Professor loses job when he fights racism — then makes a cool $500,000

A college professor whose job (perhaps even his career) was lost because he stood up against an outrageously racist act will at least be able to console himself with a half-million dollar settlement from his former employers. The Seattle Times reports:

The Evergreen State College professor at the center of campus protests this spring will receive $500,000 in a settlement that was announced Friday.

Bret Weinstein and his wife, Heather Heying, resigned from their faculty positions effective Friday. The couple filed a $3.85 million tort claim in July alleging the college failed to “protect its employees from repeated provocative and corrosive verbal and written hostility based on race, as well as threats of physical violence,” according to the claim.

So instead of protecting and standing up for a courageous prof who dares to uphold basic principles of civilization, the school preferred to dismiss him with a $500,000 payment for all the aggravation.

At the heart of the controversy is the university’s recent Day of Absence event, in which the school’s social justice warriors decided to demand that all white people leave the campus “or else.”

As reported by,

For many years at Evergreen State, minority students and faculty members have observed a Day of Absence in which they meet off campus to discuss campus issues and how to make the college more supportive of all students. Later, a Day of Presence reunites various campus groups.

Weinstein said he’s been aware of the tradition for some time, and never objected to it.

But this year, organizers said that on the Day of Absence, they wanted white people to stay off campus. Weinstein opposed this shift, and he posted a message on a campus email list in which he objected to the proposal to ask white people to stay off campus.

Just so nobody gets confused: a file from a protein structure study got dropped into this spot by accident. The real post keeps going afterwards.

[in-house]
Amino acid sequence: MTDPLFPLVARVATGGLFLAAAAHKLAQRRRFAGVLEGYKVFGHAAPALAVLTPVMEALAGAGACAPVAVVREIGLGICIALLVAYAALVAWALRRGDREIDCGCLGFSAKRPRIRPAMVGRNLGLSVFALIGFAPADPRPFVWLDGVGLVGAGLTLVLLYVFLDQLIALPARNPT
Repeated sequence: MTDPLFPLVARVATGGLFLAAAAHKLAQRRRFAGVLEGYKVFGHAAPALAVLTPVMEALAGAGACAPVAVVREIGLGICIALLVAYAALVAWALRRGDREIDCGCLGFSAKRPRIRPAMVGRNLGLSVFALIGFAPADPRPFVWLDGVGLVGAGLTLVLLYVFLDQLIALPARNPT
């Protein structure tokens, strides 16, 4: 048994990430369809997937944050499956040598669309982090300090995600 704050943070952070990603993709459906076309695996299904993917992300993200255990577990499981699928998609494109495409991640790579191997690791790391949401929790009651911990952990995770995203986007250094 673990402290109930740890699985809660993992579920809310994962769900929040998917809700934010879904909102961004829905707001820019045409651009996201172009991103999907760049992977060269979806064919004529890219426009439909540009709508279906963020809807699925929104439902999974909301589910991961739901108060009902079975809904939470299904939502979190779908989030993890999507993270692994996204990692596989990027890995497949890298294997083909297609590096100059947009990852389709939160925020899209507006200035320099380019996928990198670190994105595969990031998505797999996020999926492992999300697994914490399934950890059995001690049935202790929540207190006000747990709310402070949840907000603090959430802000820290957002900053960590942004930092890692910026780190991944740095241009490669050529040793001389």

Professor Weinstein’s objection to what seems to be a clearly racist demand did not go over well by some of the local progressives student body, who soon interrupted a class he was teaching to demand his resignation.

Much of that confrontation can be seen here:

Apparently, the activist later blocked the campus police from coming to the professor’s rescue:

Professor Weinstein later said, in a follow-up interview on Fox News , that he has not since returned to the campus because the university offered him no assurance that he would be safe:

After the settlement agreement was announced, Evergreen College wrote,

“In making this agreement, the college admits no liability, and rejects the allegations made in the tort claim. The educational activities of Day of Absence/Day of Presence were not discriminatory.”

One might be forgiven for wondering how acquiescing to a demand that all persons of a certain skin color leave the vicinity — even if that vicinity is where they live, work, teach, and study — is not discriminatory.

But that may be a question only the social justice warriors in the student body and in the faculty at Evergreen College can answer.

[Note: This post was written by dk. Find him online at the African American Conservatives (AACONS) website or AACONS on Twitter and Facebook]

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